Pseudostatic Approach for Seismic Analysis of Piles in Liquefying Soil



Publication Details

This article was originally published as: Liyanapathirana, DS & Poulos, HG, Pseudostatic Approach for Seismic Analysis of Piles in Liquefying Soil, Journal of Geotechnical and Geoenvironmental Engineering, 2005, 131(12), 1480-1487.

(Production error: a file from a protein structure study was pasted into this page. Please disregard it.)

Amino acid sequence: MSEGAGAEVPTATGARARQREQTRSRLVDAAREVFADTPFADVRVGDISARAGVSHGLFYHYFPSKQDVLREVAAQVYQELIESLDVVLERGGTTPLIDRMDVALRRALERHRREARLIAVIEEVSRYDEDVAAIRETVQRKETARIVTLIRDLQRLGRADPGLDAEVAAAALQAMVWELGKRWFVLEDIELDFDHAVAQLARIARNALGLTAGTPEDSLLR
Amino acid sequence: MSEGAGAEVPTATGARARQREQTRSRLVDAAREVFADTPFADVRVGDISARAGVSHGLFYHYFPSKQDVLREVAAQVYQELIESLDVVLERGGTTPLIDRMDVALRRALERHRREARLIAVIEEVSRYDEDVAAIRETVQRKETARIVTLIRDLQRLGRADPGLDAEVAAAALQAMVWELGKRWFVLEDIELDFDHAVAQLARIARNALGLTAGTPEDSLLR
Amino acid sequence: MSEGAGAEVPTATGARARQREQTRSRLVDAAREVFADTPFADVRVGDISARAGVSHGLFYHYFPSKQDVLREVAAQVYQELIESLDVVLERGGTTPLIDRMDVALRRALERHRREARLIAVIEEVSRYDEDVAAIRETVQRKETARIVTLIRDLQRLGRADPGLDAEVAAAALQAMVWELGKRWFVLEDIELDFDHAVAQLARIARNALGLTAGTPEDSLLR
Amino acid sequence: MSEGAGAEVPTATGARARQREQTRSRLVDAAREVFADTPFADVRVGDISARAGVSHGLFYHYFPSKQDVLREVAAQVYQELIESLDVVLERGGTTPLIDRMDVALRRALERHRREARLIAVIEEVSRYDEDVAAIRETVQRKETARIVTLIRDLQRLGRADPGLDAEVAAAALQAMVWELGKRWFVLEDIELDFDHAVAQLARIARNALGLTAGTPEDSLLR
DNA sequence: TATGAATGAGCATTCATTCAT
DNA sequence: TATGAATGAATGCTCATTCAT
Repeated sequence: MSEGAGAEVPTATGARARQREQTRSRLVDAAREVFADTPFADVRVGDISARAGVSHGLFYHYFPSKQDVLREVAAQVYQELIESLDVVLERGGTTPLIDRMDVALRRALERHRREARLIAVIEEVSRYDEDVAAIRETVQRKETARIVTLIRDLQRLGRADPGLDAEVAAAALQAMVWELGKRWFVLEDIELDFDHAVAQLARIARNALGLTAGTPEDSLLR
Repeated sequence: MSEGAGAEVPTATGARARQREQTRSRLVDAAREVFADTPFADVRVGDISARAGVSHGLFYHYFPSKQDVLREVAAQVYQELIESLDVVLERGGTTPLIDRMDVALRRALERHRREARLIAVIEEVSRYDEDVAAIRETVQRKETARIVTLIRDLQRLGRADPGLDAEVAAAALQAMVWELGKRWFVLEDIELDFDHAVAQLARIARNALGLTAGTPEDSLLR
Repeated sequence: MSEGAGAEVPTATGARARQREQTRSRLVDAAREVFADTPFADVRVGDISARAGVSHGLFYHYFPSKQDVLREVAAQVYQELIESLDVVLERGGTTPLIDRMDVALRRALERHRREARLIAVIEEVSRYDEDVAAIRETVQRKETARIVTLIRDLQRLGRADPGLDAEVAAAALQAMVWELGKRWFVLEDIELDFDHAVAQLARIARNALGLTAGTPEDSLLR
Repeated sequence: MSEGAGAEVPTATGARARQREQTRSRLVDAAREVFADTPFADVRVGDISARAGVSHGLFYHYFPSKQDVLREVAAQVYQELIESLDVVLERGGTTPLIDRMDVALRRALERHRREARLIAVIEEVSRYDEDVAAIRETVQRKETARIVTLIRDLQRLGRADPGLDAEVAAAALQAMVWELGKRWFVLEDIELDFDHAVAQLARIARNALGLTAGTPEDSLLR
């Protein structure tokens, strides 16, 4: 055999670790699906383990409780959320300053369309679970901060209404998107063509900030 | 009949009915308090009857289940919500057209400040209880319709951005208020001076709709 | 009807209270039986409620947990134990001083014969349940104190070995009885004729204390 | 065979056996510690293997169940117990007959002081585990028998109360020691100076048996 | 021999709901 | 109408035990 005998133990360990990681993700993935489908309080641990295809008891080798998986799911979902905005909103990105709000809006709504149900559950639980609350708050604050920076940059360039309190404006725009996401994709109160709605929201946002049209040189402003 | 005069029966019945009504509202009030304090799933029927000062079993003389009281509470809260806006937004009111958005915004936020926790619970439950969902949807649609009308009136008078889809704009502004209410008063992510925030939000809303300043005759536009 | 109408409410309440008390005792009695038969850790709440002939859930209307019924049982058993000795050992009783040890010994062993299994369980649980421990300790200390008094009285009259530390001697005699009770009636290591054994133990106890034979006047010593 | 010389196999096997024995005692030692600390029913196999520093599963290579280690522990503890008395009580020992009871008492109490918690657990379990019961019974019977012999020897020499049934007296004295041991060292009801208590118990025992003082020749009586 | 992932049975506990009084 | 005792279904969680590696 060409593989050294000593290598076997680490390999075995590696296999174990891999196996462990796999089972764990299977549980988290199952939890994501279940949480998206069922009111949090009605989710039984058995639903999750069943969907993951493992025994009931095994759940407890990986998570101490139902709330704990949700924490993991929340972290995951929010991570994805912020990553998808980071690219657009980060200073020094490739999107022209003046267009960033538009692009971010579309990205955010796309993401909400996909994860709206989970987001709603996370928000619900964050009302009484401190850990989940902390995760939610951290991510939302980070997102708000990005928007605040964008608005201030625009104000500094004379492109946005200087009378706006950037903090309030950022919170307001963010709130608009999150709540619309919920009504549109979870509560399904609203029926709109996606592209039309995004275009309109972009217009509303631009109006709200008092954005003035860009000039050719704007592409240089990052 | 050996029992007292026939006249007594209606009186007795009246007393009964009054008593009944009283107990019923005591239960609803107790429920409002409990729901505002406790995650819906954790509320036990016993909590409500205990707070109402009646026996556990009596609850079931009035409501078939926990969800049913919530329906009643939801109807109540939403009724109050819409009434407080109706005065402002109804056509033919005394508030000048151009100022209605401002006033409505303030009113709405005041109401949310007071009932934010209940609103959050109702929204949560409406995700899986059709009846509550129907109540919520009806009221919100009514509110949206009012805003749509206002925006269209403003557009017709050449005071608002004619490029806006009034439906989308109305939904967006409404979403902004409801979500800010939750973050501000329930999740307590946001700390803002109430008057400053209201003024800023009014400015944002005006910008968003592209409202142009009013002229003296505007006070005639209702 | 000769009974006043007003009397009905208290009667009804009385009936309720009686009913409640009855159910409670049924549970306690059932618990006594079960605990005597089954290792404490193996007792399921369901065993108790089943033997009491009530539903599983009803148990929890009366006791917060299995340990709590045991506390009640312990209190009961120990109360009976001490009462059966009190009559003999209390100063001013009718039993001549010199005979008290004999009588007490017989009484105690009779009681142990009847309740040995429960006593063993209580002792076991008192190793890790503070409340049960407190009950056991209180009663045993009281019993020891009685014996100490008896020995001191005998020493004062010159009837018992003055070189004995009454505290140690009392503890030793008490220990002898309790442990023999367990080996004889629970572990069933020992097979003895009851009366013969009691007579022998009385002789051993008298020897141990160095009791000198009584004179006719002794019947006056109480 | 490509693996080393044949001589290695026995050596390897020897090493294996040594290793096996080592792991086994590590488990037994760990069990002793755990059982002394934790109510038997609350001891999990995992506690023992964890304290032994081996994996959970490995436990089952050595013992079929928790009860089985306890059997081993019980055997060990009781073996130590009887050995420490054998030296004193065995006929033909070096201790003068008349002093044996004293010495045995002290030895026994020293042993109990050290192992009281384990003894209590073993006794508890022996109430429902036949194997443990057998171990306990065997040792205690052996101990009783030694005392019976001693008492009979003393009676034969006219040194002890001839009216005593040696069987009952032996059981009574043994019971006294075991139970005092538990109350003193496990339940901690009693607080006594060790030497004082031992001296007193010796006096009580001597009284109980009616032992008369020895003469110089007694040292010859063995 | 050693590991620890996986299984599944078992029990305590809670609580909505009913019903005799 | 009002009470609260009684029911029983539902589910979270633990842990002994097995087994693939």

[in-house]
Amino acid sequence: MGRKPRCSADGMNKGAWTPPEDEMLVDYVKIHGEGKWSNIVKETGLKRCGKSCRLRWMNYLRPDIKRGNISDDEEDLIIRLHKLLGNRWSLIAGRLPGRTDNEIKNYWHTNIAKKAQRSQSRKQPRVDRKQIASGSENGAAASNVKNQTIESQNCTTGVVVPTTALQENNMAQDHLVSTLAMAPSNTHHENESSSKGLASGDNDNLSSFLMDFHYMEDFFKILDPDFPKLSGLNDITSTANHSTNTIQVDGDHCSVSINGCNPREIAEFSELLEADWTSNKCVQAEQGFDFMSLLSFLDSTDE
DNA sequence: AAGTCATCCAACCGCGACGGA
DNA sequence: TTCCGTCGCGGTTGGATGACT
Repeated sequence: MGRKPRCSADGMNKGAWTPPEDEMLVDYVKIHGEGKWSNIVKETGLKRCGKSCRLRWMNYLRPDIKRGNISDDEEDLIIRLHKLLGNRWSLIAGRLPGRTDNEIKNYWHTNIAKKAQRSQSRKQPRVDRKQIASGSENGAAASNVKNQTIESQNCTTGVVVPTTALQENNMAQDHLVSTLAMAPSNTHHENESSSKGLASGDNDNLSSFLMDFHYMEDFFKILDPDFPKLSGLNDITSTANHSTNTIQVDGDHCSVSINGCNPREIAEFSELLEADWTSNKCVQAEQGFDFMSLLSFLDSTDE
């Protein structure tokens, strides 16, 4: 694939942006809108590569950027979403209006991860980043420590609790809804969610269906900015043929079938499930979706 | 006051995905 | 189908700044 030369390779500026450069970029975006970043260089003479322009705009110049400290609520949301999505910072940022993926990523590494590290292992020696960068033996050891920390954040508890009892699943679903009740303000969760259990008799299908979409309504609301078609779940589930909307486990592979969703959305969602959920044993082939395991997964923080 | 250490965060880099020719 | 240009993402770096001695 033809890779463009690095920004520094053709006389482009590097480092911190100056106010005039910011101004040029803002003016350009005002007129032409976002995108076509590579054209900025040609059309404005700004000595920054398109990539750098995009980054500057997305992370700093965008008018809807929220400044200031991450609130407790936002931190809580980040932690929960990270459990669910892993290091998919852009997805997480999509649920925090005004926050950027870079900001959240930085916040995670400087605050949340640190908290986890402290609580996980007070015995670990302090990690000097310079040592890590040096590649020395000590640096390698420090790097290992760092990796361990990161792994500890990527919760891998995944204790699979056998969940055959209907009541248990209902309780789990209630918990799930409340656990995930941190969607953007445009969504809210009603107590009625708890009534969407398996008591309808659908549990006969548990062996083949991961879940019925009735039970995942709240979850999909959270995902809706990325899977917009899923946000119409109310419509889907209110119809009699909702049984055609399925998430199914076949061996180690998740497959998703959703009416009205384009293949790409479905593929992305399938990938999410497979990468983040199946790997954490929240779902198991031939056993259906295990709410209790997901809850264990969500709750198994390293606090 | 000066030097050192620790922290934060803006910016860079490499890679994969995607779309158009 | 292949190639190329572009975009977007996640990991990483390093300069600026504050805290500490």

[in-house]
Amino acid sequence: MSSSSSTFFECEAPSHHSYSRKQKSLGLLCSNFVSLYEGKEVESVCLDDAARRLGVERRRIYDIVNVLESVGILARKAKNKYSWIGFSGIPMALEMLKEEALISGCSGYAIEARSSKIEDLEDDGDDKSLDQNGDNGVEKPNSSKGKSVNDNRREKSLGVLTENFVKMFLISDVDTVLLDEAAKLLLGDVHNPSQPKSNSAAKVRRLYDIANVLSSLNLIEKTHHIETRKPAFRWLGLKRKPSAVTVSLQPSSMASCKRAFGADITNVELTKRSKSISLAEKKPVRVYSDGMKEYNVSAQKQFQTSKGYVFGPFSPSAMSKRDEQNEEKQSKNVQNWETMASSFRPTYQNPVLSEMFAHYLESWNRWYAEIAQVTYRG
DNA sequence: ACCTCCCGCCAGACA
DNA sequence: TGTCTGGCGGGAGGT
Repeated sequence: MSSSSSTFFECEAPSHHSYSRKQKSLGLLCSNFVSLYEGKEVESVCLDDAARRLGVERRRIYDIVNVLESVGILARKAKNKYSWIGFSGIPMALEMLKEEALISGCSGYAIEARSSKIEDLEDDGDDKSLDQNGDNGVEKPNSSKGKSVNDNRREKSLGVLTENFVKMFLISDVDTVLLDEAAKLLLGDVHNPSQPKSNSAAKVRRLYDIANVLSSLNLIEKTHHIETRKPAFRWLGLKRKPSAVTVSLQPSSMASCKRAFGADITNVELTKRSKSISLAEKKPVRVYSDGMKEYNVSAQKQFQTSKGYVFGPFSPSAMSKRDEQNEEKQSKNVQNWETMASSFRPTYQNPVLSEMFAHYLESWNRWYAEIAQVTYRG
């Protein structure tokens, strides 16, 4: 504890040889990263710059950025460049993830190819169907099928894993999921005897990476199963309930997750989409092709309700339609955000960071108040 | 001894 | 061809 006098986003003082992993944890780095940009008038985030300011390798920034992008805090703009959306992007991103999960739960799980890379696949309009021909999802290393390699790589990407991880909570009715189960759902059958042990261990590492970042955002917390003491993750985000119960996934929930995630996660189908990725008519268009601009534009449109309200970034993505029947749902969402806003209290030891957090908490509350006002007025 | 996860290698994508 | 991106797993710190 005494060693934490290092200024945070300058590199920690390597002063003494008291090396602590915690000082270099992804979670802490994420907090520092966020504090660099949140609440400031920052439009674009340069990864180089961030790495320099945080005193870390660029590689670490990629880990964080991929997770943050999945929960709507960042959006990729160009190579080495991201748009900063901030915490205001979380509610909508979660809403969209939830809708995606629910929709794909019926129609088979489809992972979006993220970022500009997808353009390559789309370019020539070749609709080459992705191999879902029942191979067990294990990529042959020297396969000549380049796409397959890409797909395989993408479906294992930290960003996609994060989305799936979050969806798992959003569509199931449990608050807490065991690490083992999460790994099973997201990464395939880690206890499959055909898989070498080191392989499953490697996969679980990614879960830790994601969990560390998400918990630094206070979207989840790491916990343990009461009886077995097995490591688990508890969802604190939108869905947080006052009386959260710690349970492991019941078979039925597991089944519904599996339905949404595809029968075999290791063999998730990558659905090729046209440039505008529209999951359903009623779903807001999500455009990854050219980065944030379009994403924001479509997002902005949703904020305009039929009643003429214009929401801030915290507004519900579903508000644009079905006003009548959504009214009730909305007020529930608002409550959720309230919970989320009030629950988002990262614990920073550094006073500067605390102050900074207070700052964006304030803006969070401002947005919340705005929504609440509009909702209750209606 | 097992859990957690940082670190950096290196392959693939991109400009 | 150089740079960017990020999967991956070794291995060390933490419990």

The performance of pile foundations during an earthquake significantly influences the integrity of structures supported by them. Therefore, in the overall seismic design process of the structures, modeling of the soil–pile-superstructure interaction is an essential part. Although finite element based coupled analysis of the soil–pile-superstructure interaction models have the potential to provide accurate results, they are computationally expensive and often complex to utilize. In practice, many geotechnical engineers tend to use simple methods for obtaining the internal response of piles subjected to earthquake loading. Therefore this paper presents a simple pseudostatic approach where a single pile is considered, including the contribution of the superstructure to the pile and the interaction between the pile and the soil. The method involves two main steps. First a nonlinear free-field site response analysis is carried out to obtain the maximum ground displacements along the pile and the degraded soil modulus over the depth of the soil deposit. Next a static load analysis is carried out for the pile, subjected to the maximum free-field ground displacements and the static loading at the pile head based on the maximum ground surface acceleration. The method has been verified using an independent dynamic pile analysis program developed by the writers for the seismic analysis of piles in liquefying soil. It is demonstrated that the new method gives good estimates of pile bending moment, shear force, and displacement, despite its relative simplicity. The method is then used to compute the response of pile foundations during the Kobe 1995 earthquake and some centrifuge tests found in the literature where extensive soil liquefaction has been observed. Very good agreement is observed between computed and recorded pile bending moments.

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